Handling of Garda tax theft 'unjust'
on 05/10/2013 00:00:00
He compared the possibility of him also having to face disciplinary proceedings to "double jeopardy", and threatened to throw out the case against the garda, who has told the court that he barely had enough money to feed himself.
The 44-year-old officer, who has more than 20 years' service, admitted not having his '01-reg Lexus car taxed. However, he pleaded not guilty to not having motor insurance, fraudulently using the stolen tax disc on his vehicle on April 23 and theft of the disc between July 12 last year and April 23 this year, but he was found guilty by Judge O'Donnell following a hearing on Monday.
When the case resumed yesterday, Judge O'Donnell said the tax disc was worthless and added that there is a facility in An Garda Síochána to bring a disciplinary action against an officer. "It was obviously decided by someone not to use it," he said.
"[Due to the prosecution, Gda Dempsey] had his name spread all over the papers and his character has been tarnished," the judge said. "I am told he is a garda with 20-plus years of service with commendations. I do not know why it was chosen to go this route."
The judge indicated that he would apply the Probation Act in respect of the theft charge, at which point defence counsel Miceal O'Connor pointed out that the case will still result in his client facing disciplinary proceedings.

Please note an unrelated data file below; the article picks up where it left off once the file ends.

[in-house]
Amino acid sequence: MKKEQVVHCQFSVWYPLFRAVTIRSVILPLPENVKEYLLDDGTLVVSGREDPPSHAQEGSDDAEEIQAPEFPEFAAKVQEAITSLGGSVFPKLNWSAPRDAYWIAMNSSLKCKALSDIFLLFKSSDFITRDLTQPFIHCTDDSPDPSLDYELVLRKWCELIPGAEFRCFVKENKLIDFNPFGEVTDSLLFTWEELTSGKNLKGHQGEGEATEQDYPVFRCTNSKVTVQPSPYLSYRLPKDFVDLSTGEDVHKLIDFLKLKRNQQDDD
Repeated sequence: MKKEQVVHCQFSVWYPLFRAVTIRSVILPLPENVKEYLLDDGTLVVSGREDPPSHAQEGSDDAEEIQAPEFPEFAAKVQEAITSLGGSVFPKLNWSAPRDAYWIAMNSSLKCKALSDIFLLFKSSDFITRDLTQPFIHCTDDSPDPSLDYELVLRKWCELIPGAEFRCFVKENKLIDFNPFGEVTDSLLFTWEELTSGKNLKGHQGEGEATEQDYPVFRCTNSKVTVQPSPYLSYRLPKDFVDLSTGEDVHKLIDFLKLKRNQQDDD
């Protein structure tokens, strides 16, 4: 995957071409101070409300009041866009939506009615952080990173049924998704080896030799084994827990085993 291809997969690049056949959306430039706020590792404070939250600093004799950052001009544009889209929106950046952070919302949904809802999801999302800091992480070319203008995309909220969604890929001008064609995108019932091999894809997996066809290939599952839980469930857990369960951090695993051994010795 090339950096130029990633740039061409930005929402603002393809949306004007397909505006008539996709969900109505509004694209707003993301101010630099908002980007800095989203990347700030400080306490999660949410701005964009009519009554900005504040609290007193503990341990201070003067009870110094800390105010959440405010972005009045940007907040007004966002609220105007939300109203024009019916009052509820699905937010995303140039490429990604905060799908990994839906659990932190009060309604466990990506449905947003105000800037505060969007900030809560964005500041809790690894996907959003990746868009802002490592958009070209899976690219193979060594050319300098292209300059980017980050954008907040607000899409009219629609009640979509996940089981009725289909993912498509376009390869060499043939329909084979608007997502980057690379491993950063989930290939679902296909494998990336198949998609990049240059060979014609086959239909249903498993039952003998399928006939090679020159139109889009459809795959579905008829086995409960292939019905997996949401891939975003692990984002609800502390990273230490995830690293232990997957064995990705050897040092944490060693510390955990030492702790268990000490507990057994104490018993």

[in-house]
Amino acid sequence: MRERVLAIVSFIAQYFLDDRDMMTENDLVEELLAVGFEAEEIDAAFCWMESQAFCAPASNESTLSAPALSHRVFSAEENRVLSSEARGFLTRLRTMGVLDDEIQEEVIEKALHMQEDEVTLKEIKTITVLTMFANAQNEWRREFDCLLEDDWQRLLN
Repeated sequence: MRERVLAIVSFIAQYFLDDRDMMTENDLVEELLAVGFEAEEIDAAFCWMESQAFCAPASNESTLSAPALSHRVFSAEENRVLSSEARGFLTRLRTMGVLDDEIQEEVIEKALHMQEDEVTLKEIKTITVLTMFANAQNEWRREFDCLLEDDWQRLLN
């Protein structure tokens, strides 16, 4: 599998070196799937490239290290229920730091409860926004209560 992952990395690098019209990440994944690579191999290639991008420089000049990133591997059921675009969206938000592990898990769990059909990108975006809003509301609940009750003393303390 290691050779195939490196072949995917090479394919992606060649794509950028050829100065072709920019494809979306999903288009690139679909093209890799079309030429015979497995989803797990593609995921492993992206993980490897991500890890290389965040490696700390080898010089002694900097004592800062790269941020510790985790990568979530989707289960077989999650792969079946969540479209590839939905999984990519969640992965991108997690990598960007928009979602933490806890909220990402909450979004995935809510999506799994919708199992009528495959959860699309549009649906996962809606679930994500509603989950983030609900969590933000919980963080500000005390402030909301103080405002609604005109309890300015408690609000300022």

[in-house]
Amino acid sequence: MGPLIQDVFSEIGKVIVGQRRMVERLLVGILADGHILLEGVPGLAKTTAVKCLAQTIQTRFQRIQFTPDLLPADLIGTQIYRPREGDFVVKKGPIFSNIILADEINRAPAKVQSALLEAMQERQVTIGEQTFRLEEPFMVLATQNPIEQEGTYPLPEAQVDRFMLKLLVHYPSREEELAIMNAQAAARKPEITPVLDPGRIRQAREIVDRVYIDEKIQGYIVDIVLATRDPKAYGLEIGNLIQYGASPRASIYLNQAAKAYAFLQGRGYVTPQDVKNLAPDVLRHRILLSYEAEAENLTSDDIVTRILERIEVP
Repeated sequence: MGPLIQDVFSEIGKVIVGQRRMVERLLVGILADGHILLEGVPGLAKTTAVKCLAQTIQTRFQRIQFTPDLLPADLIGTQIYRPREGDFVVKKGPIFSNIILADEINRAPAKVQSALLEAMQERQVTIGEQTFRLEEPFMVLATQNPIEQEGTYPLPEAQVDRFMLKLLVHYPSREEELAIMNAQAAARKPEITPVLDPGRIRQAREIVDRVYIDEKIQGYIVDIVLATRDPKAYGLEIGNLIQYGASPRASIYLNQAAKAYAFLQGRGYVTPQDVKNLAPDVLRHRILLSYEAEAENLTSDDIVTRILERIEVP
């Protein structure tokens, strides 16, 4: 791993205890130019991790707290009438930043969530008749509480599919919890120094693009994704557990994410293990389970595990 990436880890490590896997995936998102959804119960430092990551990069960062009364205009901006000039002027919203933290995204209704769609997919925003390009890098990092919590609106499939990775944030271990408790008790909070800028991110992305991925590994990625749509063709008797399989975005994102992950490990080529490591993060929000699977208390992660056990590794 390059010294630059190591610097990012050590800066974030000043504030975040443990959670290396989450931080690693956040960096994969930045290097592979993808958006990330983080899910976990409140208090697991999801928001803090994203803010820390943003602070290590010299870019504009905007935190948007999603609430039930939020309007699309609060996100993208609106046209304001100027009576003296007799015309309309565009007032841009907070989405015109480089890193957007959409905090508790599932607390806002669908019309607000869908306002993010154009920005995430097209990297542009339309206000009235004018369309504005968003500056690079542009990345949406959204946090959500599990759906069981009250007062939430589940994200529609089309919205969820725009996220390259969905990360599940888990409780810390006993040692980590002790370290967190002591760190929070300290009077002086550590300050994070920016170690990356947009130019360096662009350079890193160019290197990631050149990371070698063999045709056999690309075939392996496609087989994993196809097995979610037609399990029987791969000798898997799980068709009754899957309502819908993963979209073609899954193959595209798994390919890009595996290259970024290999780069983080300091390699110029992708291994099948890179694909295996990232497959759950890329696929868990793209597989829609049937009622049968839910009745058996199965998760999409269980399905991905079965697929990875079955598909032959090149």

In reply, Judge O'Donnell said he believed that would be improper; he then asked: "Is it going to happen?" before saying he will strike out the case if the officer faces disciplinary proceedings after the court case.
Insp George McGeary told the judge there were provisions for garda members to face both internal disciplinary proceedings as well as prosecution in court.
"That is double jeopardy," replied the judge, who added that it would be "inherently unfair and unjust".
The judge then demanded an undertaking that there would be no disciplinary action taken against Gda Dempsey, which Inspector McGeary said he has unable to give. The judge then agreed to defer finalising the case to allow an officer from the Garda disciplinary section to come to court to deal with this issue.
Earlier, Judge O'Donnell had been told the stolen tax disc was meant for an official garda motorcycle and had been kept on file in the office of Sergeant Ronan Lawlor. It went missing in July last year and an investigation was launched when it was found in April in a bin at the station.
In an interview with a garda inspector, Gda Dempsey admitted what he had done was wrong and stupid but "theft never entered my head".
The officer, who has no prior criminal convictions, had worked in the drugs area of community policing in Tallaght, the court heard.
He told Judge O'Donnell that his marriage had broken down three years ago and he was left paying a mortgage and other loans, totalling €2,500 a month, on his own. He has enjoyed being a garda and said he never intended it to be a theft.